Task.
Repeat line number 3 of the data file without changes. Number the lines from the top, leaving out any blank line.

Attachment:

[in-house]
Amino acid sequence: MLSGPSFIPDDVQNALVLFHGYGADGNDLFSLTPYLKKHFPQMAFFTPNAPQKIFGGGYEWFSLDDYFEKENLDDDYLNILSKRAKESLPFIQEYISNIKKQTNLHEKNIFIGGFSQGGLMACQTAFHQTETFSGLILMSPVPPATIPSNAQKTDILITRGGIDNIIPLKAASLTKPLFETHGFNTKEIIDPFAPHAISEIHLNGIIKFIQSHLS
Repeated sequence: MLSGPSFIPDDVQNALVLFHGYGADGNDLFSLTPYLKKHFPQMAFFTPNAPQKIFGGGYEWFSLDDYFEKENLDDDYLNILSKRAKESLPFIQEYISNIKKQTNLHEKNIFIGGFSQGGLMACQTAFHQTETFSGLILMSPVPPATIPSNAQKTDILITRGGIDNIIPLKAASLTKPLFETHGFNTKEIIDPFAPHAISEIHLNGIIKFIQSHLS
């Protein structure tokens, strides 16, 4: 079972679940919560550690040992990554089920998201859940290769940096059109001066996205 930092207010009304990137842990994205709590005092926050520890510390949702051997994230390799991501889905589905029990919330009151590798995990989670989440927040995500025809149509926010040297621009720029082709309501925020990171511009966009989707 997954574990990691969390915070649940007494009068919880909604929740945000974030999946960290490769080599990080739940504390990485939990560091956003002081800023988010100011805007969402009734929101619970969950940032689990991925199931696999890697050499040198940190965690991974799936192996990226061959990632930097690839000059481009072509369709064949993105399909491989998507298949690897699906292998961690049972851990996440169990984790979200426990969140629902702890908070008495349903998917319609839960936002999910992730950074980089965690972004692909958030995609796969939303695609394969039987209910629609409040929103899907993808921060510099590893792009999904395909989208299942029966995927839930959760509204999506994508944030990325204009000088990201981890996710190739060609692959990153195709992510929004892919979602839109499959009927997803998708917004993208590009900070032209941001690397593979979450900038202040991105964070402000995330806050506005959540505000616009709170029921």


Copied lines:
Repeated sequence: MLSGPSFIPDDVQNALVLFHGYGADGNDLFSLTPYLKKHFPQMAFFTPNAPQKIFGGGYEWFSLDDYFEKENLDDDYLNILSKRAKESLPFIQEYISNIKKQTNLHEKNIFIGGFSQGGLMACQTAFHQTETFSGLILMSPVPPATIPSNAQKTDILITRGGIDNIIPLKAASLTKPLFETHGFNTKEIIDPFAPHAISEIHLNGIIKFIQSHLS